Tag Archives: moodle 2.0

Book review: Science Teaching with Moodle 2.0

I have in front of me a copy of Packt’s Science Teaching with Moodle 2.0 by Vinny Stocker (If you’d like a taster of the book, then you can download a free chapter, on monitoring your students’ progress, here)

But first, a disclaimer: Vinny very kindly asked me to write a Foreword to his book, which I was honoured to do. However, I did not expect to have the publishers splash across the front cover that I am a  Moodle trainer and consultant – I am not !!  Trademark rules state that only Moodle partners can call themselves Moodle trainers, so although every week I show people from schools, universities, businesses, charities, etc etc, how best to use Moodle,  I don’t have the privileges to use that term. (So please, Moodle HQ and Moodle partners, don’t blame me for that bit!)

The rest of the book is much more accurate and useful however; so let’s take a look. Kudos to Daniel Grycman, Julian Ridden and Ian Wild who did the technical reviewing, which would have been behyond the skills of an Arts student like myself.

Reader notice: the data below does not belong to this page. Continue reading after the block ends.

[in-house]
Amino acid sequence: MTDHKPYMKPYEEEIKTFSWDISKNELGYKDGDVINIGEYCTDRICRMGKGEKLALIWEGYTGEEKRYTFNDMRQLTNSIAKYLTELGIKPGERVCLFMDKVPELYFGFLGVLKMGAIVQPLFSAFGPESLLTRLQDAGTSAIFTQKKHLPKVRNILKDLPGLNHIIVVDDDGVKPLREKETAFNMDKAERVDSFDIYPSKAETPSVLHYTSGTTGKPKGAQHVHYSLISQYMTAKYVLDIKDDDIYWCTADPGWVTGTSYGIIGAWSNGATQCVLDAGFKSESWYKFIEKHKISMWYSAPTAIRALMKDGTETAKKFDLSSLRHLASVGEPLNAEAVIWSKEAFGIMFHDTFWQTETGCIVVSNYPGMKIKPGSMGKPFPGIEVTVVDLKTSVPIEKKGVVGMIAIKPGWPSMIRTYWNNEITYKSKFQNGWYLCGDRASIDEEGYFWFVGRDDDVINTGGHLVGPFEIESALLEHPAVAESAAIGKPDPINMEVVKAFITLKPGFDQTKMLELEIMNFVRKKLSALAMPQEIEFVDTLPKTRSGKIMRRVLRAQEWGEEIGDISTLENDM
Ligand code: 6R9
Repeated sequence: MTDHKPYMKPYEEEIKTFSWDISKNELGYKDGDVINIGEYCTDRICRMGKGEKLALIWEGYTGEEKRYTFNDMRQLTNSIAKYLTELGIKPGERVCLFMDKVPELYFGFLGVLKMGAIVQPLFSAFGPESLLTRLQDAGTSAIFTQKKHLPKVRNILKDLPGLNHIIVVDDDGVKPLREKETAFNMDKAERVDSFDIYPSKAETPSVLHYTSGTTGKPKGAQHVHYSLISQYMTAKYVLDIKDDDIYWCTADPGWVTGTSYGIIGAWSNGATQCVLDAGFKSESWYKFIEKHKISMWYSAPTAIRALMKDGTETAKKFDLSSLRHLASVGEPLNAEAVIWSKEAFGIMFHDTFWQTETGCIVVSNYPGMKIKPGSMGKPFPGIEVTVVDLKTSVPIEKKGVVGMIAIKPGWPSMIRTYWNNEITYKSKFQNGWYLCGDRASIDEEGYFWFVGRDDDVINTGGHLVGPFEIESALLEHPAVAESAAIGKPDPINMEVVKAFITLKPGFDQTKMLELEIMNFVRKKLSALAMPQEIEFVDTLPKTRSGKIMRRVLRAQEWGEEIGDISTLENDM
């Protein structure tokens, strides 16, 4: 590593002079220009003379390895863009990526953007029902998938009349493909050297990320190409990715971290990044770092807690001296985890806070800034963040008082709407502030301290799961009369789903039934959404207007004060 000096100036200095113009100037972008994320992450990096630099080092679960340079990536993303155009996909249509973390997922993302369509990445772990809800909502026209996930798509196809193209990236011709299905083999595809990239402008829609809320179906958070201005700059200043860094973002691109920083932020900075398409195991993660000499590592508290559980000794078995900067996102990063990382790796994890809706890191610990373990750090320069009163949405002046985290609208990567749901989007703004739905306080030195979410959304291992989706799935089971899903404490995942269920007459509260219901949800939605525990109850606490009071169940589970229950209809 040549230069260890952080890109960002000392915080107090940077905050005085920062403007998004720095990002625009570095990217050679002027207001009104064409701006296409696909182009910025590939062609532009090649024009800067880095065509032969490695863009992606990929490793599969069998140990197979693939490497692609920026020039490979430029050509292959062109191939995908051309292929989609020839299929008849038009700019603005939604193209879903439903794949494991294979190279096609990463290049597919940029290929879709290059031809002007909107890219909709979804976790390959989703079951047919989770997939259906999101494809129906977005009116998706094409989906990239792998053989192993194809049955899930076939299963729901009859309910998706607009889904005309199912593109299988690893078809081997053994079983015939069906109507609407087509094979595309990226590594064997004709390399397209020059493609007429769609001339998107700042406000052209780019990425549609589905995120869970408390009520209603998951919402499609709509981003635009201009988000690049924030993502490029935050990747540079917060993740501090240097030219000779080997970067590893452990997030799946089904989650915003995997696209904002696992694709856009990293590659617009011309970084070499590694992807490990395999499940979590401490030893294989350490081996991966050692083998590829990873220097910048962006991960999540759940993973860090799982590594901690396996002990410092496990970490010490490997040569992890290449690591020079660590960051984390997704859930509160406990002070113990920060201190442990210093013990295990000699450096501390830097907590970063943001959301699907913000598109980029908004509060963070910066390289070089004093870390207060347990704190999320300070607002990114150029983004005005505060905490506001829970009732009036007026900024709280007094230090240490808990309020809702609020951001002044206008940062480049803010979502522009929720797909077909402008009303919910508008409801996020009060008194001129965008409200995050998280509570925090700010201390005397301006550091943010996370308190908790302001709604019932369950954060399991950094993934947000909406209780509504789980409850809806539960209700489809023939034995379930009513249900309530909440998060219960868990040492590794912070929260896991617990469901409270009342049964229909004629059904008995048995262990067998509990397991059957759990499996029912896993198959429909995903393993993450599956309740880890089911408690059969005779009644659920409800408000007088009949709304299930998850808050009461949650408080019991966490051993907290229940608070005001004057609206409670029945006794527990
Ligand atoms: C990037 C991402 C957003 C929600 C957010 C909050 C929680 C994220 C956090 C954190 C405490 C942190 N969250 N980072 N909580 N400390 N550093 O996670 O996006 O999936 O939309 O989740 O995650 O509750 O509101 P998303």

Chapter 1 is a brief intro into basic course management, from uploading files using the new Moodle 2.0 file picker to adding pages (much better than uploading documents if you simply want to present information), from sending out announcements  to organising your students into groups and backing up your courses. So you are ready to go, so to speak, from chapter 1. Vinny approaches the book from the point of view of a teacher, rather than an admin, so certain settings will need to be enabled by your site admin. This approach is beneficial to the reader though, because it means Vinny can concentrate on the actual course creation rather than the technical admin settings.  In chapter 2 he covers the important element of making a course attractive to the user by changing themes (if enabled) and adding images  and video through the tinymce editor.  He mentions Wikimedia as a useful source of images, another Moodle 2.0 repository that admin can enable. Blocks down the side, especially the highly customisable HTML block are  explained too. Incidentally, while this is not a criticism, I feel sometimes that in his desire to keep the book moving at a motivating pace, the author doesn’t always explain settings thoroughly enough for the reader to achieve them if they are following the instructions step by step – searching for and displaying youtube videos, for example, or uploading and unzipping folders. On the other hand, the reader gets to achieve a good standard of “moodling” within the first two chapters, so that can’t be bad!